Europe's Last Wild River 'Protected Once and For All' with National Park Designation

Albania moves to the forefront of river protection by making the Vjosa River the first wild river national park in Europe.

Vjosa river valley, Nemërçka mountain in background, Albania
Vjosa river valley, Nemercka mountains in background, Albania. Franz Aberham / Getty Images

For years, environmental NGOs, the clothing company Patagonia, and even a few celebrities (hi, Leo) have been campaigning for the protection of the Vjosa River. As one of the last wild rivers in Europe, the Vjosa is host to more than 1,100 animal and plant species—including 13 animal species and two plant species assessed as globally threatened by IUCN (International Union for Conservation of Nature). And like most rivers, its delicate ecosystem has been under threat from human interference.

In the rush for green energy, at one point, as many as 45 hydropower plants were planned across the region, portending a dismal fate for the species that call the river home.

But now, in a historic action by Albania, the Vjosa has been declared the first wild river national park in Europe. In creating the 31,500-acre (12,727-hectare) protected area, the action puts the small Balkan country at the front of river protection.

The Mighty Vjosa

The Vjosa winds its way for 168 miles from the Pindus mountains in Greece to Albania's Adriatic coast. It is considered one of Europe's last wild big rivers because, somehow, it has been spared manmade barriers—namely, it has no dams or power stations. Among its rich biodiversity, it is home to otters, the endangered Egyptian vulture, and the critically endangered Balkan lynx, of which, by some accounts, no more than 10 remain in Albania, and 40 remain in total.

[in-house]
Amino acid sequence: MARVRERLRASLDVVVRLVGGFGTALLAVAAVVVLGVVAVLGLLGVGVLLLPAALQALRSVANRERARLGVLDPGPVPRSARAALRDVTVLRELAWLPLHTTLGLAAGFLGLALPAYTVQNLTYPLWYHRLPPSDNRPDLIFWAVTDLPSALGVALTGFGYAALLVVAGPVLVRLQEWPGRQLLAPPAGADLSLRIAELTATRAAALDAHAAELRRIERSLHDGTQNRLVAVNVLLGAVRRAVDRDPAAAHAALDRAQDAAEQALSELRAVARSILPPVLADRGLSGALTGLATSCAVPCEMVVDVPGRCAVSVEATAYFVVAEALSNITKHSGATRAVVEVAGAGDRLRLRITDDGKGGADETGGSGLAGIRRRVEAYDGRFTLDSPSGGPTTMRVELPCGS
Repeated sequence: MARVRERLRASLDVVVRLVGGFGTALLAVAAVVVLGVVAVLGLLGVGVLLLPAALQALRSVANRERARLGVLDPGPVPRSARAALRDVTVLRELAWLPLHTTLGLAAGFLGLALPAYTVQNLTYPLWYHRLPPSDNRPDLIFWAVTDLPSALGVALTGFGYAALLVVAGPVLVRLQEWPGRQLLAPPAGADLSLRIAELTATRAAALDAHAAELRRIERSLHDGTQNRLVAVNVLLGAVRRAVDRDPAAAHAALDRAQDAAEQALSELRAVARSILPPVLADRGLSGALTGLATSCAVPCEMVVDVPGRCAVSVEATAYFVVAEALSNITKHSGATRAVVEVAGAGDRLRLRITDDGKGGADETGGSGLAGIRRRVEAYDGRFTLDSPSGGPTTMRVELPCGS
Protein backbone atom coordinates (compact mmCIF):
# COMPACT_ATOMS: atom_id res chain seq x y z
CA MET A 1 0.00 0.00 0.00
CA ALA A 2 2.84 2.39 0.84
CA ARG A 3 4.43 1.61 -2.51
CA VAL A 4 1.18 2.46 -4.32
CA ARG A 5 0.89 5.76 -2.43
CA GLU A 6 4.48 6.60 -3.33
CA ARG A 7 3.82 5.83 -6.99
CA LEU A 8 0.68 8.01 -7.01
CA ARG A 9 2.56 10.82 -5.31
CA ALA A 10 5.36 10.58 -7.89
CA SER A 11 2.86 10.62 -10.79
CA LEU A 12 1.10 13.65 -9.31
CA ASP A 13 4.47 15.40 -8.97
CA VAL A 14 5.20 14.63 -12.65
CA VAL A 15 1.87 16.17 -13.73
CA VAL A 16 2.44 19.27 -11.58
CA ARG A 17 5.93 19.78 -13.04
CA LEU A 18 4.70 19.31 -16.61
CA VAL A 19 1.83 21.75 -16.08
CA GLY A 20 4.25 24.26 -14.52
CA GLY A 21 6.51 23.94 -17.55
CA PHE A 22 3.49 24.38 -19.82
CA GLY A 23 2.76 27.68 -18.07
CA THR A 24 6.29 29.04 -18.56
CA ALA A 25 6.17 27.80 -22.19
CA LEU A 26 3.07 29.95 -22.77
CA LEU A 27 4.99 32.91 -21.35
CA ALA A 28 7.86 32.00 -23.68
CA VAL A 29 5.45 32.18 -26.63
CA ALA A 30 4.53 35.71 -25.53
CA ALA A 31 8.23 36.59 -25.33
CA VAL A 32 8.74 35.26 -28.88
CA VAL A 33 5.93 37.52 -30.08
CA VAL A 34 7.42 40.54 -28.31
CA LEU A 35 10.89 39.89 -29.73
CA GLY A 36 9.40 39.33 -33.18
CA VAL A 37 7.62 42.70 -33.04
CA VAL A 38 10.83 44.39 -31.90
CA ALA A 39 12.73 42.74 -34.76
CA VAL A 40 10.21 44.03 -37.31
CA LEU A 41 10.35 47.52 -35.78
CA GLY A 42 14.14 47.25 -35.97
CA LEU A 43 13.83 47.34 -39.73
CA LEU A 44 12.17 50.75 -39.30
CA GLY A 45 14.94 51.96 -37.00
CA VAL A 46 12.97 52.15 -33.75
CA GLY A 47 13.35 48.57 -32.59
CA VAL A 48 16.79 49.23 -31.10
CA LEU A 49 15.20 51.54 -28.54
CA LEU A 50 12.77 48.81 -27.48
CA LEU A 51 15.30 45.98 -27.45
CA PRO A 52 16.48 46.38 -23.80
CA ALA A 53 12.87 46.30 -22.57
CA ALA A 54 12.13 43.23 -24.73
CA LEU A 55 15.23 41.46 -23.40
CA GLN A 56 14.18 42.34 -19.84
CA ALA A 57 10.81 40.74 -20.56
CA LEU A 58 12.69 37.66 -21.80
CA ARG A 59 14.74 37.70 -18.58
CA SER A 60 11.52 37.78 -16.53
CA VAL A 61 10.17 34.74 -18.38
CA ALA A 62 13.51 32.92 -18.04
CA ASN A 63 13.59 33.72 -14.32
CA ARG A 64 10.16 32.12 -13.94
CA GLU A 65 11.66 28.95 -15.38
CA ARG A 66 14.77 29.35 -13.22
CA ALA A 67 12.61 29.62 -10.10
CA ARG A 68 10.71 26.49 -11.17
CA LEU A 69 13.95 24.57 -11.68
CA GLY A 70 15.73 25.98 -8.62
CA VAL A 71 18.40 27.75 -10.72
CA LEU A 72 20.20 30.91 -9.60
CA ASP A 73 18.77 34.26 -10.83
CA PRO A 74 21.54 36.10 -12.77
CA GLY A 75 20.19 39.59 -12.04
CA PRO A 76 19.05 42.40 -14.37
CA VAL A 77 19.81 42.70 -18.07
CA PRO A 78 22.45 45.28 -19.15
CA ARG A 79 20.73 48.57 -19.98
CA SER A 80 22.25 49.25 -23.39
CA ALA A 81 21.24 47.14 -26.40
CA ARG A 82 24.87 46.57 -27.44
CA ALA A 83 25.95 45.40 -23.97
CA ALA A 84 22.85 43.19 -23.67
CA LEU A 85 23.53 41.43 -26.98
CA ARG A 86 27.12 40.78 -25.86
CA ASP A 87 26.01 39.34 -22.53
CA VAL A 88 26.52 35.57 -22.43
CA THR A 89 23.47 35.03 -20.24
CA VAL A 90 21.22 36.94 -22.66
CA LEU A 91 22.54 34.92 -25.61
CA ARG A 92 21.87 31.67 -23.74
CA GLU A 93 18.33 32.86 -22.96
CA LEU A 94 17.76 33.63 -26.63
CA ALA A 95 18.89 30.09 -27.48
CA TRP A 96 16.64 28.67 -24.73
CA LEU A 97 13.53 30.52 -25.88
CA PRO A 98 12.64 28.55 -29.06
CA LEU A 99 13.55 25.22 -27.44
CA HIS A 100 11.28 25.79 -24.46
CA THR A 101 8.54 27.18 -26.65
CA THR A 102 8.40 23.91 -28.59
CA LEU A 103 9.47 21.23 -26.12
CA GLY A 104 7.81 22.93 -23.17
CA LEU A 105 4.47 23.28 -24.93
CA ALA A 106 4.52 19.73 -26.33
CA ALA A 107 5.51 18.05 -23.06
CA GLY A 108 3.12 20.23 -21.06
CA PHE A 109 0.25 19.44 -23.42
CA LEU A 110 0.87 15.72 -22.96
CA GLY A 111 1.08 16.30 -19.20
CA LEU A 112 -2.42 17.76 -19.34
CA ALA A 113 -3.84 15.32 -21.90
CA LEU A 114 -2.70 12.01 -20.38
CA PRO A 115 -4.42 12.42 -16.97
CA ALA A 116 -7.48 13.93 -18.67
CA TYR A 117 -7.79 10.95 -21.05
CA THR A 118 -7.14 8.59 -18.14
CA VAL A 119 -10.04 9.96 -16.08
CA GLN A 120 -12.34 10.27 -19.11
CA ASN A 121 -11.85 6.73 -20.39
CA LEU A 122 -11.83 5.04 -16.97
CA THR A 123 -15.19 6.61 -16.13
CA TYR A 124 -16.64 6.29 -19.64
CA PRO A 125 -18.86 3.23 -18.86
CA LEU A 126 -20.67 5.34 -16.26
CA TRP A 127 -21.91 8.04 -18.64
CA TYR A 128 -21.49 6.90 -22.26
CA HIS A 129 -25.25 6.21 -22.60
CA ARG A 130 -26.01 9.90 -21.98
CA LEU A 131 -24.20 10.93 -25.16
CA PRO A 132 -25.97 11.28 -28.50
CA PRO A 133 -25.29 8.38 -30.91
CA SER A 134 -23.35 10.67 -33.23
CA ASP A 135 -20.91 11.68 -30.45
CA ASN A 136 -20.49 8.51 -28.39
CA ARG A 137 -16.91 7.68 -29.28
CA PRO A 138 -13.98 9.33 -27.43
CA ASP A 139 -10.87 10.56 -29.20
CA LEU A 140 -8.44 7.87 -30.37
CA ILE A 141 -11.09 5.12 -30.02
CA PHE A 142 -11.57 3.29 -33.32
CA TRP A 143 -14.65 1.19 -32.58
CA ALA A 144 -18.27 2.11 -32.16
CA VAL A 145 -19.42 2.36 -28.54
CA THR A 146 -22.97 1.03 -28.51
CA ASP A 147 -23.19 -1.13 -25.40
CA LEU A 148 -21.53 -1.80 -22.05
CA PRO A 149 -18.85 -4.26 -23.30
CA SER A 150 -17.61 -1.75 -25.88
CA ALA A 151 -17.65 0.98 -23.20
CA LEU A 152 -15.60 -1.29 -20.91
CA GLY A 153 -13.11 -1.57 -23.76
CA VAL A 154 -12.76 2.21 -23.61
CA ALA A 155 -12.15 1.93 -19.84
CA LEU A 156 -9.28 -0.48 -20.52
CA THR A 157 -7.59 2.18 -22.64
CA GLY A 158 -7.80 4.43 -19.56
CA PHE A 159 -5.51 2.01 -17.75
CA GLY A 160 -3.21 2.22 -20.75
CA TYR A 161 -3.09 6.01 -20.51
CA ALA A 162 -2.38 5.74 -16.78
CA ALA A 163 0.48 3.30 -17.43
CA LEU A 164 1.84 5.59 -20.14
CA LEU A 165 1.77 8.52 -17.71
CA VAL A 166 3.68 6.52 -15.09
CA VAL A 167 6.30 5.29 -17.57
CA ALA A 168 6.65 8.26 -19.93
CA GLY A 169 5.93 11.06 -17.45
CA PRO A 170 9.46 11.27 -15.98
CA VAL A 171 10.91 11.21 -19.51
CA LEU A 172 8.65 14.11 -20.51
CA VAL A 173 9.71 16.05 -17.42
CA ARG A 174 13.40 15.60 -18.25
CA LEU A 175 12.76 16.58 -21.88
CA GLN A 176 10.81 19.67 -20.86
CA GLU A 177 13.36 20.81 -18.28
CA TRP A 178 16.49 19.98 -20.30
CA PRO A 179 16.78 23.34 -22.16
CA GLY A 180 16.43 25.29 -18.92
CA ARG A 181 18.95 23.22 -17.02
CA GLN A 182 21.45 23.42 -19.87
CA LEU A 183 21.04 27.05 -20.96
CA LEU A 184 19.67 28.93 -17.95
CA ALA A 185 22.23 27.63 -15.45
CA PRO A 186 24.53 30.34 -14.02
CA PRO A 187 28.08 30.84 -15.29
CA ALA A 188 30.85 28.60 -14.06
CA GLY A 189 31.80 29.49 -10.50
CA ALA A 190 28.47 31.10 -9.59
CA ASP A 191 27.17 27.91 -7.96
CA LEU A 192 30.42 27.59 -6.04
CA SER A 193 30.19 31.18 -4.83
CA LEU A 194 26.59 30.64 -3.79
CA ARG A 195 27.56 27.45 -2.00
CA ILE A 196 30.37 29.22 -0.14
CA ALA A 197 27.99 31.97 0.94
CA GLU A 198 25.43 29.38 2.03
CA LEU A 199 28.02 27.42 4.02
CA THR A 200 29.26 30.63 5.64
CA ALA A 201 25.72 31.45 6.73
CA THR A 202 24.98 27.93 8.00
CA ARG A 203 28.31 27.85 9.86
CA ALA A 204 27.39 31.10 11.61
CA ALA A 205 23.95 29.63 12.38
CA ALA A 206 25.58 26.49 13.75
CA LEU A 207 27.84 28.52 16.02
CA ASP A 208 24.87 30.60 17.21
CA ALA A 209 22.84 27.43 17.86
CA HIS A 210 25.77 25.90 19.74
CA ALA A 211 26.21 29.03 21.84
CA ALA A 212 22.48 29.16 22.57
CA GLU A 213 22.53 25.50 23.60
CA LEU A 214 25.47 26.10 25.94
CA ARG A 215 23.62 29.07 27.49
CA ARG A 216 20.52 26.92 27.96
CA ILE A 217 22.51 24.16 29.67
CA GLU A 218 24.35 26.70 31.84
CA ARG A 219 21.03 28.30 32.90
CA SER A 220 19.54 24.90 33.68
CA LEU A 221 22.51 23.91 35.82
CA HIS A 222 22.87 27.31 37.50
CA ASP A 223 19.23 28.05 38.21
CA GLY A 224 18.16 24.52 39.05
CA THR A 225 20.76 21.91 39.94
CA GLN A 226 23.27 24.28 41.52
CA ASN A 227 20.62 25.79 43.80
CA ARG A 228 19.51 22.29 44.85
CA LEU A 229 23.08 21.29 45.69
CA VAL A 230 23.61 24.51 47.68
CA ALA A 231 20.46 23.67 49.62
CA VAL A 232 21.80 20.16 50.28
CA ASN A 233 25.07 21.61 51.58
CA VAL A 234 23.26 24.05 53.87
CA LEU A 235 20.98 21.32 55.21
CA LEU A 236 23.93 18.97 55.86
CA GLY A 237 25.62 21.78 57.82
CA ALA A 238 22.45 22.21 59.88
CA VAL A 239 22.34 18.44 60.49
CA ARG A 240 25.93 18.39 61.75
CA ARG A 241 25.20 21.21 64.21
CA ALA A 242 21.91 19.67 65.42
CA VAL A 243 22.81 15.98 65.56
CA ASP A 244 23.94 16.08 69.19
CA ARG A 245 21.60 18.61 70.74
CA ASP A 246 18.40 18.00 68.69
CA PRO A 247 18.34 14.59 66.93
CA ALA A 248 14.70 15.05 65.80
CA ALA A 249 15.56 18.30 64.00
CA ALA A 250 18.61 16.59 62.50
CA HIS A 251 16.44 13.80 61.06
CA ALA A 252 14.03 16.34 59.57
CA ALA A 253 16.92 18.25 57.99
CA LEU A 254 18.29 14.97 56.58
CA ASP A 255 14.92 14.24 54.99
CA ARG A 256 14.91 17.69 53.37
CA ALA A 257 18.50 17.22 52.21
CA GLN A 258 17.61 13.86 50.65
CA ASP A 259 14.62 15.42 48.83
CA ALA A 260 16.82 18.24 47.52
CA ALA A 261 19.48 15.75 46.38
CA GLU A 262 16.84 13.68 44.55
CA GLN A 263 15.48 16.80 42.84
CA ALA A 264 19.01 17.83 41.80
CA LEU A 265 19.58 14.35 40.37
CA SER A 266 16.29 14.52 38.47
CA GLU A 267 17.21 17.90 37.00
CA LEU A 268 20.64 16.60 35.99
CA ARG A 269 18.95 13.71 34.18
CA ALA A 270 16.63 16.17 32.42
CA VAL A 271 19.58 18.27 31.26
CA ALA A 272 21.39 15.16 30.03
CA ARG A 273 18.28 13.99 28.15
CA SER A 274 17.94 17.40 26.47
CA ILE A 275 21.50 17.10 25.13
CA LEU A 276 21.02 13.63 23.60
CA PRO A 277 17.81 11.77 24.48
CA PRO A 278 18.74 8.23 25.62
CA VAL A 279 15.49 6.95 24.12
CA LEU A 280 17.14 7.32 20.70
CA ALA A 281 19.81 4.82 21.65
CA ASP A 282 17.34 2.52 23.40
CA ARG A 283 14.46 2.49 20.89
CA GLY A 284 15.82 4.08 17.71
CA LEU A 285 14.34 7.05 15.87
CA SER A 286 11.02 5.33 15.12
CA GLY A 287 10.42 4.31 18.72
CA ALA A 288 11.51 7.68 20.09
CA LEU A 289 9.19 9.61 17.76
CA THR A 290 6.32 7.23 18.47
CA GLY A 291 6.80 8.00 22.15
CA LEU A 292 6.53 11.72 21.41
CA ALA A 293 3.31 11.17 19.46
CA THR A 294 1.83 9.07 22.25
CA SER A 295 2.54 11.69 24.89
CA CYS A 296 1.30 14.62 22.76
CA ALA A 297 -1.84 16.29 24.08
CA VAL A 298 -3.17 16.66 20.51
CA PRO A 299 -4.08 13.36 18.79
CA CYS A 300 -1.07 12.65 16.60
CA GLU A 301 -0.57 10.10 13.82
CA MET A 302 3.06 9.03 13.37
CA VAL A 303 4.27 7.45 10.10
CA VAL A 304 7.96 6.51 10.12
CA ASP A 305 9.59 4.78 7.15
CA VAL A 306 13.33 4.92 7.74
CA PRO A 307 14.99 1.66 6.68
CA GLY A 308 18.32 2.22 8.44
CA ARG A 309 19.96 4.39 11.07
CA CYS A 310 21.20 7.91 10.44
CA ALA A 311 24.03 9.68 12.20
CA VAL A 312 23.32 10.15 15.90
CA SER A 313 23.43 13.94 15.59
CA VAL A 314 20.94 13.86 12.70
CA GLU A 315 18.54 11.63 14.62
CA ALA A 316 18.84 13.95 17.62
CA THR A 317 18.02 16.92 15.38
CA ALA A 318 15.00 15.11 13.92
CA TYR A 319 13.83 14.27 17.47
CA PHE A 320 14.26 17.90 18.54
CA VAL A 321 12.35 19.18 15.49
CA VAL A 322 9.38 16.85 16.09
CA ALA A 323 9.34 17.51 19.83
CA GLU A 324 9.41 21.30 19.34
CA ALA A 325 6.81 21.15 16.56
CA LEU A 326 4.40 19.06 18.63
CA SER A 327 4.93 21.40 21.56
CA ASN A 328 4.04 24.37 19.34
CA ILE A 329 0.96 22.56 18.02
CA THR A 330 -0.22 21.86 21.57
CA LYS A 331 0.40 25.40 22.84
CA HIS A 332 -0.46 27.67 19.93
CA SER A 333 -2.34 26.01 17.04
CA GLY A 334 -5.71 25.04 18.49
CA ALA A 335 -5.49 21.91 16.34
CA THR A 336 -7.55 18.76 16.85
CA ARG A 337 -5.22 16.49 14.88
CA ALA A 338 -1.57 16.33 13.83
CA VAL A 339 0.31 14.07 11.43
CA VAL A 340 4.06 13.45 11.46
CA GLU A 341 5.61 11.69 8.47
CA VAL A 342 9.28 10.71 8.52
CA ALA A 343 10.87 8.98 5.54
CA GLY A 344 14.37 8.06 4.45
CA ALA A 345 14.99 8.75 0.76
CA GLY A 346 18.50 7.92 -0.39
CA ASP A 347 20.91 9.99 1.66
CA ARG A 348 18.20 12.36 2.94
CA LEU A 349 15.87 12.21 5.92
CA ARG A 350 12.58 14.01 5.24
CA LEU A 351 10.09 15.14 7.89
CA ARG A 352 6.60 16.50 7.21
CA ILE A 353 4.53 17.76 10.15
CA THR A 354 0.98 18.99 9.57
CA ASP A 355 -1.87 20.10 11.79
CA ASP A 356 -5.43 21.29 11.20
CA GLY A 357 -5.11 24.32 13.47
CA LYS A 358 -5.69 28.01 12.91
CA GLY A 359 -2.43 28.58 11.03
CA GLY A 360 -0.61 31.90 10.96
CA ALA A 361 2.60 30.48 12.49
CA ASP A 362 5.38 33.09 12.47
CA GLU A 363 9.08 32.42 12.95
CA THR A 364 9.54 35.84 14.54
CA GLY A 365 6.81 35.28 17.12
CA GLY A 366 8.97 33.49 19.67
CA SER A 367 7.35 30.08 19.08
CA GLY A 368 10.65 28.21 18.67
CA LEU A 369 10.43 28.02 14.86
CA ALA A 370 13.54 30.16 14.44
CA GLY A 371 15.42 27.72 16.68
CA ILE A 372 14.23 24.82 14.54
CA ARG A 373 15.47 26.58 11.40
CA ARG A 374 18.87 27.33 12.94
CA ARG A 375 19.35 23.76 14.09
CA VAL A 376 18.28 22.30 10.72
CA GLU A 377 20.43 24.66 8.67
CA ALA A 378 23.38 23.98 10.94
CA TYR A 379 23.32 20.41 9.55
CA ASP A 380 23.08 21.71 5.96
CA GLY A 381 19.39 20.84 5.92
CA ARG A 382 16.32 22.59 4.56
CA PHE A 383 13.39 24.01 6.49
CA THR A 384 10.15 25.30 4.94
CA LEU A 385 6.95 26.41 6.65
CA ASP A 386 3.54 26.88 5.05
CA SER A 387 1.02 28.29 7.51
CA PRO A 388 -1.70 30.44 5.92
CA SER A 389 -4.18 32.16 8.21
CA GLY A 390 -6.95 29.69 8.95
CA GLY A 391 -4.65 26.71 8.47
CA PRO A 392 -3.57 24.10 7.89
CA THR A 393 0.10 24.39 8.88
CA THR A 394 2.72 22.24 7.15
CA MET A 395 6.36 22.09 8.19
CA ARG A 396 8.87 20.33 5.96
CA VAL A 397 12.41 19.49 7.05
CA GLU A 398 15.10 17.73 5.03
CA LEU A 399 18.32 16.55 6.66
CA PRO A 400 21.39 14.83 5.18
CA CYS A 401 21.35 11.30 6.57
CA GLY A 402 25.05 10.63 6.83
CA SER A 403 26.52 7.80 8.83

A Balkan lynx in the wild
A Balkan lynx in the wild. George Pachantouris / Getty Images

Albania’s prime minister, Edi Rama, described the creation of the national park as a “truly historic moment” for nature, but also for social and economic development, adding that national parks attract 20% more tourists compared with non-protected areas.

“Today we protect once and for all the only wild river in Europe,” Rama said. “This is about to change a mindset. Protecting an area does not mean that you enshrine it in isolation from the economy.”

Hanging bridge on Vjosa River, Albania
A hanging bridge over the Vjosa River, Albania. Goran Safarek / Getty Images

As explained by IUCN:

Gaining IUCN Category II National Park status means the Vjosa will be afforded protection, to the highest international standards, ensuring its ecological integrity, allowing natural processes to occur, and sustaining populations of all native species. The designation will take place in two phases, with Phase I being declared ... 15 March 2023:

  • In Phase I, the active channel of the river will be given National Park status, plus some lands and river vegetation within the active channel, or at risk of flooding or erosion – over 400km in total length. The area will be managed as a National Park and is expected to be fully operational by early 2024. 
  • Phase II, in the coming years, will add other free-flowing tributaries and areas that are integral to the river’s ecosystem, plus some private land, following consultation with stakeholders. 

"Vjosa is a symbol of human history and also a very important part of the history of our country," said Mirela Kumbaro Furxhi, Albania's Minister of Tourism and Environment, at a 2022 ceremony to sign a commitment to create Vjosa Wild River National Park.

"Maybe Albania does not have the power to change the world, but it can create successful models of protecting biodiversity and natural assets and we are proud to announce the creation of this first National Park on one of the last wild rivers in Europe."

With this beauty of a wild river protected forever—and hopefully serving as an inspiration to other governments—maybe Albania does have the power to change the world after all.